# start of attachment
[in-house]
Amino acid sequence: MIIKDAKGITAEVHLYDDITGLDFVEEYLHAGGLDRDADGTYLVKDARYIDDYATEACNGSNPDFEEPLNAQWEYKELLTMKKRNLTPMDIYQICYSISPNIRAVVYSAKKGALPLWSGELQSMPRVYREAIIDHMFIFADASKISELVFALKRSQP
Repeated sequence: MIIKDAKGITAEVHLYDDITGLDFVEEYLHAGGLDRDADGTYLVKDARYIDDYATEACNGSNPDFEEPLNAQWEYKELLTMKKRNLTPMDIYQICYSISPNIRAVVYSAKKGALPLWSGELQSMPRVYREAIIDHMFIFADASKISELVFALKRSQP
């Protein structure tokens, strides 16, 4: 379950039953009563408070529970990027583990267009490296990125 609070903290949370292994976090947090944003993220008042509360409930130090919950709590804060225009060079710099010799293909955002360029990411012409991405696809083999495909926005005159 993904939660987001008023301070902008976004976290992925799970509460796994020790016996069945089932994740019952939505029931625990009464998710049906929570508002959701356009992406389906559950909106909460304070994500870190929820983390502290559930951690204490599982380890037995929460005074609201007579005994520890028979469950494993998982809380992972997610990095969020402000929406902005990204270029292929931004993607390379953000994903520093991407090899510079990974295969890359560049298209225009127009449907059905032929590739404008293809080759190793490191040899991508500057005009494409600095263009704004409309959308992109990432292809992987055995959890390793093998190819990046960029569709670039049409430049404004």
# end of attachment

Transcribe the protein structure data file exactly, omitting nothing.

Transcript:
[in-house]
Amino acid sequence: MIIKDAKGITAEVHLYDDITGLDFVEEYLHAGGLDRDADGTYLVKDARYIDDYATEACNGSNPDFEEPLNAQWEYKELLTMKKRNLTPMDIYQICYSISPNIRAVVYSAKKGALPLWSGELQSMPRVYREAIIDHMFIFADASKISELVFALKRSQP
Repeated sequence: MIIKDAKGITAEVHLYDDITGLDFVEEYLHAGGLDRDADGTYLVKDARYIDDYATEACNGSNPDFEEPLNAQWEYKELLTMKKRNLTPMDIYQICYSISPNIRAVVYSAKKGALPLWSGELQSMPRVYREAIIDHMFIFADASKISELVFALKRSQP
């Protein structure tokens, strides 16, 4: 379950039953009563408070529970990027583990267009490296990125 609070903290949370292994976090947090944003993220008042509360409930130090919950709590804060225009060079710099010799293909955002360029990411012409991405696809083999495909926005005159 993904939660987001008023301070902008976004976290992925799970509460796994020790016996069945089932994740019952939505029931625990009464998710049906929570508002959701356009992406389906559950909106909460304070994500870190929820983390502290559930951690204490599982380890037995929460005074609201007579005994520890028979469950494993998982809380992972997610990095969020402000929406902005990204270029292929931004993607390379953000994903520093991407090899510079990974295969890359560049298209225009127009449907059905032929590739404008293809080759190793490191040899991508500057005009494409600095263009704004409309959308992109990432292809992987055995959890390793093998190819990046960029569709670039049409430049404004």